• A tripod (or other method of to avoid hand holding the camera)
  • A cable release (or use the self timer to avoid camera shake as you activate the shutter


How to set for realistic HDR digital photography

A good way to determine whether your planned photo is a good candidate for realistic HDR is as follows:

  1. Make sure you shoot in RAW format
  2. Compose the shot, with the camera in Av mode and the aperture set to give the depth of field you desire. Use the lowest ISO setting and evaluative metering (matrix metering for Nikon users).
  3. Take the shot and then review the image alongside its histogram (see below)


The image captured with exposure determined by the camera's evaluative metering along with the histogram for the image.

The key thing when looking at the histogram is that it can be seen to touch at both the left hand edge (the darkest tones) and the right hand hand (the brightest tones). This confirms that which is apparent when simply viewing the image on the lcd monitor of the camera - that the brightest tones are overexposed and thus "blown out" (lacking any detail) and the darkest tones in the shadows are also pure black and so also lacking any detail.

When I compared this to what I was seeing with my eyes at the time I could see that this did not faithfully recreate the scene as I was perceiving it  - with a view from the window revealing blue summer skies and a distant view of the sea and inside the building considerably more details in the darker shadow areas.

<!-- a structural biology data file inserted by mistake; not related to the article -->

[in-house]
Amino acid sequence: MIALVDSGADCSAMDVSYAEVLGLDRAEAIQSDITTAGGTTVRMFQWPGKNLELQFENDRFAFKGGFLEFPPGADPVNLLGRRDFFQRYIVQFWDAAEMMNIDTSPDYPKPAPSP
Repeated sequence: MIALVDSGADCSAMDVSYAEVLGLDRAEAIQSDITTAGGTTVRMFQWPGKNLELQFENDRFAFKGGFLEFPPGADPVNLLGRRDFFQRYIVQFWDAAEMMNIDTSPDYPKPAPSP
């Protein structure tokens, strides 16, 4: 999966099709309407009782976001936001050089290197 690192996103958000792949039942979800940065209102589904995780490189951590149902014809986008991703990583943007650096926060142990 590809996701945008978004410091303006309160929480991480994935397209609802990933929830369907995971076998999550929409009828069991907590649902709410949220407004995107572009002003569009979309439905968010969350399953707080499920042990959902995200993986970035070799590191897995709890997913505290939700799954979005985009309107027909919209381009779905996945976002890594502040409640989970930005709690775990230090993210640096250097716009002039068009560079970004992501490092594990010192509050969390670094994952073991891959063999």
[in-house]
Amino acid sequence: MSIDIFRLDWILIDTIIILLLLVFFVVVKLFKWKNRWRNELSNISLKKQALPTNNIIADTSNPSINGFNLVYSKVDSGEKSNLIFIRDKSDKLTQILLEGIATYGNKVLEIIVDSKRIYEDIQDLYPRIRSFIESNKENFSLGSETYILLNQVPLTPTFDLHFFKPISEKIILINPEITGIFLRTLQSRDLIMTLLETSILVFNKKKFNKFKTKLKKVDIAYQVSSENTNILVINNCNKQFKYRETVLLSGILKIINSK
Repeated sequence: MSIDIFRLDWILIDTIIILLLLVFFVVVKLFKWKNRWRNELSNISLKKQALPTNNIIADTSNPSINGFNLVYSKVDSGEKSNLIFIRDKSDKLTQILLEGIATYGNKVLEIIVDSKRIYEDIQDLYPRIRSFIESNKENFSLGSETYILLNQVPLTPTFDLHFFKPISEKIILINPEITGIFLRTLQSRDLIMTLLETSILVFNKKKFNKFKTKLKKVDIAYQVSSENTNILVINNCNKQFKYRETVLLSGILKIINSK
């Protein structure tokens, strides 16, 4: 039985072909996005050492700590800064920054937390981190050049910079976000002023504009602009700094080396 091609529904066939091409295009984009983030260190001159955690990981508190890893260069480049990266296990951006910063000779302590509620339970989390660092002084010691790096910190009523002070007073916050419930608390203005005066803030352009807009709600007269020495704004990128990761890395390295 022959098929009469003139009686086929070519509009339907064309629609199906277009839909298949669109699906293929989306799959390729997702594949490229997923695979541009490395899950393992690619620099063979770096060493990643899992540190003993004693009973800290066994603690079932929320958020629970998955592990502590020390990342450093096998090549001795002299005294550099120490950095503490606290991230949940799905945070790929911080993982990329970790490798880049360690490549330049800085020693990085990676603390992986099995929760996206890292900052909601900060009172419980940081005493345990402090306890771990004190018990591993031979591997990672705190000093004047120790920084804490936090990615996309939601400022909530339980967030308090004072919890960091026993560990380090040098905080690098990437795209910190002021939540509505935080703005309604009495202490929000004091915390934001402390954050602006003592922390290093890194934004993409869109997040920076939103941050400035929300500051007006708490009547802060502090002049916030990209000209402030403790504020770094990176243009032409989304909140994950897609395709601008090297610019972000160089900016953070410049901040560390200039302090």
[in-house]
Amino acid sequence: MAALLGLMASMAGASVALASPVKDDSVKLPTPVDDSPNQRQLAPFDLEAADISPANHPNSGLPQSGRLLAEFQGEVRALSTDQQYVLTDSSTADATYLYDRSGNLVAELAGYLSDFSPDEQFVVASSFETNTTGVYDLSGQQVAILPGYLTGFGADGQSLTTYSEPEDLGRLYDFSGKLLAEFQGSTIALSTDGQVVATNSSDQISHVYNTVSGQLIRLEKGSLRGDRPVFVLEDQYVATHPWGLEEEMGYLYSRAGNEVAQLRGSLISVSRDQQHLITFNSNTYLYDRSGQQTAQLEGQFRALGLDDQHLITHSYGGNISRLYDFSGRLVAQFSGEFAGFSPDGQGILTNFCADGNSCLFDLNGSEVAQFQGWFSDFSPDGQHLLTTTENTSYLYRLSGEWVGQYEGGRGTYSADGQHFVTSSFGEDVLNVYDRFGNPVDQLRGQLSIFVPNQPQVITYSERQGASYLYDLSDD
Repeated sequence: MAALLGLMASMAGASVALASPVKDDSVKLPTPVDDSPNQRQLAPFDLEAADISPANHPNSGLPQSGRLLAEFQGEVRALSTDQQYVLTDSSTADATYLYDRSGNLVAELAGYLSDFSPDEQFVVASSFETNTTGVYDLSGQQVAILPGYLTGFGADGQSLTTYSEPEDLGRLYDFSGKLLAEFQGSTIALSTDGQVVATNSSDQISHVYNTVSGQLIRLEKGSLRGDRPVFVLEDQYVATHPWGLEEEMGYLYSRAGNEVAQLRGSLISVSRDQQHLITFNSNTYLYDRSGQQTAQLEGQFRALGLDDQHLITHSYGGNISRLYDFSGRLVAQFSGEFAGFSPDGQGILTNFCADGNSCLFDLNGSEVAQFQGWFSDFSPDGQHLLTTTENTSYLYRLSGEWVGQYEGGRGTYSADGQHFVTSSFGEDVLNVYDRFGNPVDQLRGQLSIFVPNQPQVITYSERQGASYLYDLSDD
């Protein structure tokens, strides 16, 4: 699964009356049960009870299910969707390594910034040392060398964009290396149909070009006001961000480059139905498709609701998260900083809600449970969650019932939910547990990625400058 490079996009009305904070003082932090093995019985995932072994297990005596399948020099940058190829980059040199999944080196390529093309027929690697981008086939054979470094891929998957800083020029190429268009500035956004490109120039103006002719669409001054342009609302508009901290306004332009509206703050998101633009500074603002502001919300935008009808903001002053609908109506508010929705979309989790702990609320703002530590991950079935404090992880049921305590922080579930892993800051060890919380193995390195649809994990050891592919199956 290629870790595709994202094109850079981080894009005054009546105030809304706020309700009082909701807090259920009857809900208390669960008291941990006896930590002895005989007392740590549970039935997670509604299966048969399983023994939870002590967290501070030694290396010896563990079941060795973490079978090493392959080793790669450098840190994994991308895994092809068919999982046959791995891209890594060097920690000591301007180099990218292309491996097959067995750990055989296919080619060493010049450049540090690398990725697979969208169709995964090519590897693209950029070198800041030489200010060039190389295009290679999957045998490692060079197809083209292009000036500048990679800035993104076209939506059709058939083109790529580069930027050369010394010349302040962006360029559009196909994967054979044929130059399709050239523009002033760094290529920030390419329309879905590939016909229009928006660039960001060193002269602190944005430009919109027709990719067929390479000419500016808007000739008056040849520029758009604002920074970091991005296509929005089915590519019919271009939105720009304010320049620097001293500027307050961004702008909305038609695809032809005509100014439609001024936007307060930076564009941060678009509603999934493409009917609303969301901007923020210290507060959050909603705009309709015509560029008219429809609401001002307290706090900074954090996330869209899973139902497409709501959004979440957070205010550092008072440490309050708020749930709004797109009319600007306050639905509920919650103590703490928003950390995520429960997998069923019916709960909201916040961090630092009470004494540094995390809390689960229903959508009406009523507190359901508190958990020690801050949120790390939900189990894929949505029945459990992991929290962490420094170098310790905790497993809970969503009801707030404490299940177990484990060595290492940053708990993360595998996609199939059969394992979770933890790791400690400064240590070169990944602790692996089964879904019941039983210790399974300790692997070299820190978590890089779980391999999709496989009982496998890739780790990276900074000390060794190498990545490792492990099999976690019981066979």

So I knew that this was a good time to resort to Realistic HDR.


Realistic HDR - setting the exposures

It is best to shoot only as many exposures as necessary to capture all the luminance levels in the scene.

Begin for exposing for the brightest parts of the image

  1. To do this switch the exposure mode to manual and dial in the aperture that you had previously selected. 
  2. Switch on the live view and view the histogram as well as image (see your camera manual for instructions - for Canon DSRL users press the "info" button until the histogram is visible).
  3. Dial down the shutter speed until the histogram no longer reaches the right hand side (note if the sun or a very bright light source is in the scene do not worry if a single high peak of luminance levels remains at the right had side)
  4. Switch off the live view and using  a shutter release or self-timer take the first exposure.
  5. Check the image and histogram on the lcd screen and ensure the histogram doesn't reach the right hand edge.
  6. Continue to take shots increasing exposure in 1 stop intervals (dial the shutter speed in 3 click increments to slower shutter speeds).
  7. Review each image until the the histogram no longer reaches the left hand edge - this will be the most over exposed image of the set.

These will be the shots that you will merge together later to form the final realistic HDR image.


The image below shows the images and exposure details that formed the final HDR image shown at the top of this page


You now have the shots you need to merge into a realistic HDR image.

The process for doing this is covered in Realistic HDR - part 2


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Other useful links from this page

go to JARGON BUSTER digital photography terms explained

Go to Realistic HDR part 2

Return from Realistic HDR to Digital photography techniques